It’s been a long time since I felt that pinch. That simultaneously dull and acute sting in the middle of my chest. That ache that threatens to boil over into the real world and tear down this facade. It’s been a long time since I felt it, but I immediately recognize it.
That’s that suffocating woe. That ball of despair stuck deep in your esophagus that just feels like it’s going down on a rollercoaster. Not you, just that knot in your chest. It’s in free fall, and that “womp womp” sound isn’t audible, but you can feel it in your chest. It’s agitated and wet, it’s fuzzy and sharp.
Now I don’t claim to be immune to the throes of my wild mind, or to have mastered the 6 principles that will bring you happiness. If I could, I would smash my brain with a hammer to make it shut the fuck up and stop doing this to me. What I do know is that this brain, this stupid vindictive brain, is the only one that I have.
It’s a real love hate relationship. I love to hate my brain. That piece of shit defies me constantly and tries to bury my efforts. It collapses common sense and sabotages everything I aspire to. It makes me hate everyone, when I know in reality I don’t hate them. It makes me pray for death, swift and quick, when there’s nothing worth dying for.
My brain and mind are confined to the same space, battling for control. My mind trying to subdue the animal instinct to violence and self destruction; trying to stop me from dying in a shitty hotel room, full of Percocet and bourbon with a subpar hooker like a third rate Chris Farley. My baseline is depravity and decimation, and without vigilance, I return to it.
It’s strange how I spent so much of my life assuring myself I was a good person, never understanding why I did shitty things. Now I’ve become the good person I knew I was, but my mind is pushing me to do even worse things than I had before. Some days are better than others, and other days are my own personal war.
Sometimes I wish I was able to believe in god. To offload responsibility and fate into the hands of a supreme being, beyond mortal comprehension, sure seems like a nice way to ostrich my head in the sand. But I’ve been blessed and cursed with self awareness, and the desire to make sense of the chaos. Answering the tough questions by saying “because magic” doesn’t work for me.
But oh, to lay down in simplistic bliss, unaware and unwilling to face my demons head on. The ongoing struggle is tiring. Sometimes I wonder if I can keep fighting, but more often I’m just rolling my eyes and thinking “this again?”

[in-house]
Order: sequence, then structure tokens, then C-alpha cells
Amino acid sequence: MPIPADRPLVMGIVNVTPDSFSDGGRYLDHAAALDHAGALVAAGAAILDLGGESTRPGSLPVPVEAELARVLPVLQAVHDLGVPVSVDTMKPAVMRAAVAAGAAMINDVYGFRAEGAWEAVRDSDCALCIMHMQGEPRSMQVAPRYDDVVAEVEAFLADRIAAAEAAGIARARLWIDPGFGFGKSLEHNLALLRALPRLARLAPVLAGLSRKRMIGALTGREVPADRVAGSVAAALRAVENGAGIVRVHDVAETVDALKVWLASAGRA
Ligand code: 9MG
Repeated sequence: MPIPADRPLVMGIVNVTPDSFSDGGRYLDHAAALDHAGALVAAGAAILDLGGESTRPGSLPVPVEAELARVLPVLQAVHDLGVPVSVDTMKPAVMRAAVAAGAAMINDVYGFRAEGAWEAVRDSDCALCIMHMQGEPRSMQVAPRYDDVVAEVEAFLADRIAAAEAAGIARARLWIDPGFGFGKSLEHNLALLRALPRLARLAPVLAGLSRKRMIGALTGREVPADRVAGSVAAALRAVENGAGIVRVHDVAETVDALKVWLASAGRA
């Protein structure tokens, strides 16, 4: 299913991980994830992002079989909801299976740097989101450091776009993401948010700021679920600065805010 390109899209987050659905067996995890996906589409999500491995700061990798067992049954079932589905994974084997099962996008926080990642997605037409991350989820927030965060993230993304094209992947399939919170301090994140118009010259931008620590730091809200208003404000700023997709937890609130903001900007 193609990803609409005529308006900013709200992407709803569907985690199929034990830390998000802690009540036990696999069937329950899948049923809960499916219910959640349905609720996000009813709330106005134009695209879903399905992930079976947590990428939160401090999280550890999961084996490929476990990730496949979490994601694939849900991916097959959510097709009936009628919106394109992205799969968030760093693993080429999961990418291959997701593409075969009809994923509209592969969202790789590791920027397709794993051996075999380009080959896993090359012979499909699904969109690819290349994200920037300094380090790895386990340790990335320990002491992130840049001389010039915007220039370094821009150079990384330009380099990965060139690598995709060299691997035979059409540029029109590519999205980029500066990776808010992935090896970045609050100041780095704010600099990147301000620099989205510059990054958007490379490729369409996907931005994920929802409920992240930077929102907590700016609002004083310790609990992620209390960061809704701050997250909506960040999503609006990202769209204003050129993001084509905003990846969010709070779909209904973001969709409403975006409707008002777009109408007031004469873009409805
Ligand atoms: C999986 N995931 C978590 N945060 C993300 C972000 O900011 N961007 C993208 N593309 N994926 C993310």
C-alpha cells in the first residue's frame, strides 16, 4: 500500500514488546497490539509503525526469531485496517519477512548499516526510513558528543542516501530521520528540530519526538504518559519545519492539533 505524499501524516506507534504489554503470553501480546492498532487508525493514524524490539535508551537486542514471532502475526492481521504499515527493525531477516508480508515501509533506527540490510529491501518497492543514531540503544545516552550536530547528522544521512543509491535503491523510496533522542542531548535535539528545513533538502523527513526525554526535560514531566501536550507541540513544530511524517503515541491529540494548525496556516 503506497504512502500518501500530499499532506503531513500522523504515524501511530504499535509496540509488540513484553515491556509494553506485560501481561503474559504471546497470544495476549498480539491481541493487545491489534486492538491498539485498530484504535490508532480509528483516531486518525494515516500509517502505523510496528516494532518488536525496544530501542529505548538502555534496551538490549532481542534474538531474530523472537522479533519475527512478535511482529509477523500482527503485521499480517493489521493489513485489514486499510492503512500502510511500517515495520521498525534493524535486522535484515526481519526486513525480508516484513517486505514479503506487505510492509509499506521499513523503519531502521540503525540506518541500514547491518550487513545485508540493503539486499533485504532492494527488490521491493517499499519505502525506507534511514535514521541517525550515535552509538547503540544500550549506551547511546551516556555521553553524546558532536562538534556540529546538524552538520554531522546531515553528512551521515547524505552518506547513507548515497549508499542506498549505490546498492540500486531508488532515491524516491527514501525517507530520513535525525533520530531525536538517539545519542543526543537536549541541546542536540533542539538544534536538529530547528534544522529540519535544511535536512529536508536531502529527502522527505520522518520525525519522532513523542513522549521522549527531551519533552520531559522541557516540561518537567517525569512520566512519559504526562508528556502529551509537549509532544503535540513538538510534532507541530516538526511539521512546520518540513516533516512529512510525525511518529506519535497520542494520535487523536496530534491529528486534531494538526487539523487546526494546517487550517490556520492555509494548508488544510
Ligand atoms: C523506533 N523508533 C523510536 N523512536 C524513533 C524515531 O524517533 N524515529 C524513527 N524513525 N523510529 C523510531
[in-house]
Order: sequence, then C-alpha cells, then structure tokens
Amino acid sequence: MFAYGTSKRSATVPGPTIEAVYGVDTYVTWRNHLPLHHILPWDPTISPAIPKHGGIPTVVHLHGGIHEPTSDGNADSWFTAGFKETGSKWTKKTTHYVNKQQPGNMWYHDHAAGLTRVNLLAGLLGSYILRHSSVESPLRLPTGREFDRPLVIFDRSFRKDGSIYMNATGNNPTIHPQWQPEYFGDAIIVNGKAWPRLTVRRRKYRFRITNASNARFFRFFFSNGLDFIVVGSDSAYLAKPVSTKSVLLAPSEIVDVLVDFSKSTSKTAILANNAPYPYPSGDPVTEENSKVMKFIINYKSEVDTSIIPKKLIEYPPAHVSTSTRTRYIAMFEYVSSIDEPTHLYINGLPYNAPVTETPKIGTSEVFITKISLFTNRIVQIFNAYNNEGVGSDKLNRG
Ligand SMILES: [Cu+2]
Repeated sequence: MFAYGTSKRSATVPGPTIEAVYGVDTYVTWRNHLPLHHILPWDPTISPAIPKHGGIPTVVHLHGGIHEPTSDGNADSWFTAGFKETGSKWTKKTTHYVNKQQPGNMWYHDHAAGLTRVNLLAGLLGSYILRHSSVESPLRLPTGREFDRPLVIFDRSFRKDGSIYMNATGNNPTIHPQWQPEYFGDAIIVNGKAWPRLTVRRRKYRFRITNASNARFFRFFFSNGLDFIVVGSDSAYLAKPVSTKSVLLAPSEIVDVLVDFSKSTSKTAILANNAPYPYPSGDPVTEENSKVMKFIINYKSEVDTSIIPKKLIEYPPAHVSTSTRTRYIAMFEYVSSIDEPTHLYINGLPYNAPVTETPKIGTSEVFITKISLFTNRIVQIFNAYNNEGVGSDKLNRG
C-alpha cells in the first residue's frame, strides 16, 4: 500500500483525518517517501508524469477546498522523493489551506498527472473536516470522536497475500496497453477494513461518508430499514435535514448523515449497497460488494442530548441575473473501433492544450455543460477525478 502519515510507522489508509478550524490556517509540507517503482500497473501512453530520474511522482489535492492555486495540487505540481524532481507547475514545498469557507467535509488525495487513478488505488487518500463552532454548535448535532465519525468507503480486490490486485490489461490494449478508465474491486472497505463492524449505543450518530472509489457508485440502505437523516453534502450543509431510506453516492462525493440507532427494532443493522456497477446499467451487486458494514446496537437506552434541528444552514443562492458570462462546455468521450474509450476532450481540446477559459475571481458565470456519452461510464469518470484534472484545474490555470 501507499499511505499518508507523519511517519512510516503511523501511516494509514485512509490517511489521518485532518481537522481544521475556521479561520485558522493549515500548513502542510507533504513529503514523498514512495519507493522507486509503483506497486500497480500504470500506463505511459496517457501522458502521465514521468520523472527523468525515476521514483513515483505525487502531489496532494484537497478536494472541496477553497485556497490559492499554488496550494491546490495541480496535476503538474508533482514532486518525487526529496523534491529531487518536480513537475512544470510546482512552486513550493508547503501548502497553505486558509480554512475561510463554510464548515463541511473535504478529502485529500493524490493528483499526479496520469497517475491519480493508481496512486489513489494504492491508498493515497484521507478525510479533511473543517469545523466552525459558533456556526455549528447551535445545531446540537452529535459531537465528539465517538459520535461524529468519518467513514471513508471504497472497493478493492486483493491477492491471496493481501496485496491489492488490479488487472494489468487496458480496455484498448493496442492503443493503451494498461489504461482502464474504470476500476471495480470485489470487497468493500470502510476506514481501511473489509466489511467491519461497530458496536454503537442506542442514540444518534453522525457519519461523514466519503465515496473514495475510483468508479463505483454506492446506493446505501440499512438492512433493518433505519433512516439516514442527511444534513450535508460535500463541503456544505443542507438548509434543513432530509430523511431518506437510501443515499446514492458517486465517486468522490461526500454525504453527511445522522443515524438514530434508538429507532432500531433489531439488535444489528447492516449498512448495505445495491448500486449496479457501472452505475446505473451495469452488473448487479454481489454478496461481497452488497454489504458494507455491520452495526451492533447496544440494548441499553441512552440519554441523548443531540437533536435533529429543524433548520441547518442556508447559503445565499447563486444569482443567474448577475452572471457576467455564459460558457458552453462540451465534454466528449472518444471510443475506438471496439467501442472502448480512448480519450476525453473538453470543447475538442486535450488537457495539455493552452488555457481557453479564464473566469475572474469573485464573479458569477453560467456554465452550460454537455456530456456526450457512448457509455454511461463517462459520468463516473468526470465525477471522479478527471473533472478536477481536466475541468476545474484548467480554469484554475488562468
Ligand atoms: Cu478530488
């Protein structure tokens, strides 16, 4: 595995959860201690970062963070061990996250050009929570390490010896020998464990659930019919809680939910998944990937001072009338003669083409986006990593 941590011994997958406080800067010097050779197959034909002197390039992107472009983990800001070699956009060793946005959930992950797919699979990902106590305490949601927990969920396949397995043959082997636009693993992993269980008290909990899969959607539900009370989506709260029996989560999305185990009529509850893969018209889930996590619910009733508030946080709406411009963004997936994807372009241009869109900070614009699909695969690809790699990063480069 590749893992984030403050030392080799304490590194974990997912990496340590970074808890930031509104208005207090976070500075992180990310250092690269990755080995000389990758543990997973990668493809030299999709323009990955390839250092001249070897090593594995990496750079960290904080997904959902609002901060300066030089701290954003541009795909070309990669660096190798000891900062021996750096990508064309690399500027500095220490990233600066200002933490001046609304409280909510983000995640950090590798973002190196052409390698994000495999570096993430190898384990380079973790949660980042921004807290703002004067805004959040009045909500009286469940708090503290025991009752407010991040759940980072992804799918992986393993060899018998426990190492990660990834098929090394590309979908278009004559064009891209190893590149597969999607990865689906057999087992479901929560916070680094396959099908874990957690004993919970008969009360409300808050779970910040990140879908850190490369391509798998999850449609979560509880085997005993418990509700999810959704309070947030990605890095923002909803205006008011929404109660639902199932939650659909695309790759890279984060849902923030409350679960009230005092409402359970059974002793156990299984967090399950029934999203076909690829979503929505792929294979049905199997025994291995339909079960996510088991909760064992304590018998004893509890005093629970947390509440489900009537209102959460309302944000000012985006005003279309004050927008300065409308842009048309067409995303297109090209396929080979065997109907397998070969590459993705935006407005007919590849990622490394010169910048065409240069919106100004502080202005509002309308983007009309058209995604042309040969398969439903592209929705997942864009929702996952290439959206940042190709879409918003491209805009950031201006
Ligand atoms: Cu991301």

It’s a bizarre place to be, but not unfamiliar. I often feel like a house of cards, and there’s constantly a light breeze. Maybe I’m blowing it up to be more than it truly is. Maybe I’m too wrapped up in narcissistic indulgence of self pity to see that not only are my problems small, but they’re unimportant. The world spins on, people die, babies are born.
But that’s just the nature of being human, isn’t it? We bend and fold out entire lives and experience around our sense of who we are, or, more importantly, who we think we are. And who we think we are is usually defined by the struggles we have overcome. So logically, if you still struggle, your sense of self is damaged. But the truth is, there is no real self anyway.
I had this image stuck in my head the other day. You ever see a time lapse of a flower growing and blooming and then wilting? I’d like to see that in a person. Just a few seconds taking them from birth to death. I mean, our lives are far less than a few seconds in the scale of the universe.
Now picture it with all of humanity. The entire history of mankind on a planar graph, rising and falling, as tides. I am a speck in that graph, and my struggles mean nothing. There is no me against the backdrop of humanity.
Where does that leave me? In the same place, but knowing that it’s up to me. What I do, where I go, how to feel, those are all decisions I make. My brain isn’t me. All that bullshit trying to drag me to baseline? Those are all just part of the human machine, but my consciousness is my own.
I choose what to do with the information I learn, and today I’ll choose to stay sober.